In Moneycat Ltd. v. PayPayl Inc., C.A. No. 13-1358-MSG (D. Del. May 15, 2014), Judge Mitchell S. Goldberg, sitting by designation, granted defendant’s motion to transfer to the Northern District of California.
As a threshold matter, Judge Goldberg addressed whether the motion was timely. Plaintiff argued it was not because Judge Goldberg’s “Policies and Procedures encourage the parties to make motions for a transfer prior to the Rule 16 scheduling conference, which occurred in this case over two months prior to [defendant] filing its motion to transfer. Second, [plaintiff] contends that transfer at this point—with the case having proceeded through substantial portions of discovery—would delay resolution of its infringement claims, particularly where [defendant] has refused to agree to continue on the same discovery schedule should the case be transferred.” Id. at 4. Even though “motions to transfer ought to be made as early in the proceedings as practicable” and the Court observed that, in light of the parties’ past litigation history, defendants should have been aware of what products would be accused and thus could have brought the transfer motion earlier, see id. at 5-6, the Court allowed the motion, noting that filing early transfer motions was not a hard and fast rule and that the case was still in its early stages. Id. at 6.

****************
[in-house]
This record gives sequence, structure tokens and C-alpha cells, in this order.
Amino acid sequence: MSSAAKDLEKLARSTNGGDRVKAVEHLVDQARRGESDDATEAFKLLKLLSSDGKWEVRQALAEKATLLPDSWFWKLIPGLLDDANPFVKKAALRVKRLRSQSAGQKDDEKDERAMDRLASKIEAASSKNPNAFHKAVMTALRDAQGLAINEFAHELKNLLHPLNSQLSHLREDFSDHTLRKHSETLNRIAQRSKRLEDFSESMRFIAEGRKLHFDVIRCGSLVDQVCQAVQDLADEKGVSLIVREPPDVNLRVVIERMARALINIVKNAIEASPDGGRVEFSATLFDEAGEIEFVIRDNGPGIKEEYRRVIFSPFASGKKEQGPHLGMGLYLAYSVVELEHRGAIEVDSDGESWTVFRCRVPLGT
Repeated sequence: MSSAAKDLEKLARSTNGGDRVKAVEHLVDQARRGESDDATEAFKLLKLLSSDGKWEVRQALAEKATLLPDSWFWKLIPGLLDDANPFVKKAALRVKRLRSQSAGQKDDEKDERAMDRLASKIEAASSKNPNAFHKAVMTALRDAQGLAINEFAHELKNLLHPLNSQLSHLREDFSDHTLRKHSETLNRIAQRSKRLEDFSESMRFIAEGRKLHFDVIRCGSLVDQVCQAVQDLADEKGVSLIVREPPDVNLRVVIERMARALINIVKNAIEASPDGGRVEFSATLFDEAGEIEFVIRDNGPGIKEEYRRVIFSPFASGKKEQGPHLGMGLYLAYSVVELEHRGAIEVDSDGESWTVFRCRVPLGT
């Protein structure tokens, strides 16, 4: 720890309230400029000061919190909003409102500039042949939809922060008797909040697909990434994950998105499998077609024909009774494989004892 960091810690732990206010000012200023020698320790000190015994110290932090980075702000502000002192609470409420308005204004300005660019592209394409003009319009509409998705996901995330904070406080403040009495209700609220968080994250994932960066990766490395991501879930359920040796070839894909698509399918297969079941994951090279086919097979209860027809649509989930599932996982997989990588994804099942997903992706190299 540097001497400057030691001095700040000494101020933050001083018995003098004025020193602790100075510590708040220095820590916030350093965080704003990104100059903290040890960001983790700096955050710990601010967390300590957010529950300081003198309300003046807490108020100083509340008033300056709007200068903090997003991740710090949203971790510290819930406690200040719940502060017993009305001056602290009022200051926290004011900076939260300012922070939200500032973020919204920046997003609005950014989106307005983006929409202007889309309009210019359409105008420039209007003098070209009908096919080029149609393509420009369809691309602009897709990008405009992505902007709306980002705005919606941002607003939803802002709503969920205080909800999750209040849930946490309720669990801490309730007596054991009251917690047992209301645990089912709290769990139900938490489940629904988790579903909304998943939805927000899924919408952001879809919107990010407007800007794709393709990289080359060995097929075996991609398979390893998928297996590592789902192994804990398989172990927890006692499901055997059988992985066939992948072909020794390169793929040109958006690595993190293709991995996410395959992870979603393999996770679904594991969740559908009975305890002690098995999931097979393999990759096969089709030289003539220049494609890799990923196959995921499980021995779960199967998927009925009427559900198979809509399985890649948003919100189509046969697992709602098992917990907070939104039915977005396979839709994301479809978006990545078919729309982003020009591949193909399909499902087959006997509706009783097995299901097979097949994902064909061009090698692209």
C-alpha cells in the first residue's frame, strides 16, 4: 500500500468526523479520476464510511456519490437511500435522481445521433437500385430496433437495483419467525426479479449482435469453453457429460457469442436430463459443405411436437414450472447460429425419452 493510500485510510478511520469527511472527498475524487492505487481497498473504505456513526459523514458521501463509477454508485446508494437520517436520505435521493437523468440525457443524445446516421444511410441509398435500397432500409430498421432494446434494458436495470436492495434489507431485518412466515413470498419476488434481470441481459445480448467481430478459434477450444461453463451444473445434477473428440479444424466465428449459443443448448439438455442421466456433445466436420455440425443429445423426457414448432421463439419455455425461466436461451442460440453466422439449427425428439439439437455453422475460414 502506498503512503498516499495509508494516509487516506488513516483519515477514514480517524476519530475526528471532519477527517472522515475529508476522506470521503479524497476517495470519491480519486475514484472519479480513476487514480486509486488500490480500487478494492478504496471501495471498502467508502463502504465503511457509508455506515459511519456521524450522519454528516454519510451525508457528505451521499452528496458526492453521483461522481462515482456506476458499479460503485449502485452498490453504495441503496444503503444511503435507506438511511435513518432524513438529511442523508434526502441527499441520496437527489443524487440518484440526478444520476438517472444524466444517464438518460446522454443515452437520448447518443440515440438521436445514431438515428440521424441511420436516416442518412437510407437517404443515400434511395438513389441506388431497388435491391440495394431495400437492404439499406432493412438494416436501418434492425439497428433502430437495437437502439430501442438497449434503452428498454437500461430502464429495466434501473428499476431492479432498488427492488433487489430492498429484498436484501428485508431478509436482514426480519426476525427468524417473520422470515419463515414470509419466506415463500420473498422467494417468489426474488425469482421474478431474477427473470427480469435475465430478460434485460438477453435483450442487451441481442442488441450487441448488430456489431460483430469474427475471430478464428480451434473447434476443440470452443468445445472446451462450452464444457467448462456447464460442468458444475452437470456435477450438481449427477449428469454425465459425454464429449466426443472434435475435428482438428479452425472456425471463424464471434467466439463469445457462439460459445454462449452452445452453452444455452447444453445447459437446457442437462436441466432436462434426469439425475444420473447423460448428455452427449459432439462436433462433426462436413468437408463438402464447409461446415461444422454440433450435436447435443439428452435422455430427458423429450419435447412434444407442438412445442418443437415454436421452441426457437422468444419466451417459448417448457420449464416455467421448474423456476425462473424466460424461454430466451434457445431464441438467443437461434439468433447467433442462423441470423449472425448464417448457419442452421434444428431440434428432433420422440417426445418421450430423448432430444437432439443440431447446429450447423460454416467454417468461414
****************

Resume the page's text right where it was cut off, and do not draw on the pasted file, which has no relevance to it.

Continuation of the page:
The Court then turned to the Jumara factors. Plaintiff is based in Israel, does not have a U.S. business presence, and has no apparent ties to Delaware. Under these facts, plaintiff’s forum choice was “not entitled to significant deference.” Id. at 7. The Court also observed that “there is reason to believe that [plaintiff] will have to send resources to the West Coast on occasion no matter where this case is tried, because much of the evidence and many of the witnesses in this case are in California,” the principal place of business of defendant. Id. Therefore, the Court “accord[ed] [plaintiff’s] choice of forum less deference than would otherwise be appropriate.” Id. at 8.
Defendant’s forum choice, where the claim arose, the convenience of the parties, the convenience of witnesses, and the location of books and records all weighed in favor of transfer, a key fact being that defendant’s activities regarding the accused services, records, and witnesses were largely in California or likely to be. See id. at 9, 10, 12. However, these factors only slightly favored transfer except for the convenience of the parties and the location of books and records. Id. at 15. As to the convenience of the parties, the Court noted differences in case law regarding the weight to afford the fact that a defendant is a Delaware corporation, which was the case here. Id. at 10-11. The Court followed the “decisions by considering [defendant’s] incorporation as weighing slightly in favor of denying transfer, but . . . decline[d] to give it significant weight. Overall, because neither party has a significant physical connection to Delaware, [the Court found] the convenience of the parties factor to weigh in favor of transfer” Id. at 11.
As to the public interest Jumara factors, all were neutral save practical considerations, which weighed in favor of transfer, the Court again citing the fact that the bulk of witnesses and evidence were in California. Id. at 13.
“Balancing these factors,” the Court concluded that defendant had “met its burden to justify transferring this action to the Northern District of California.” Id. at 15.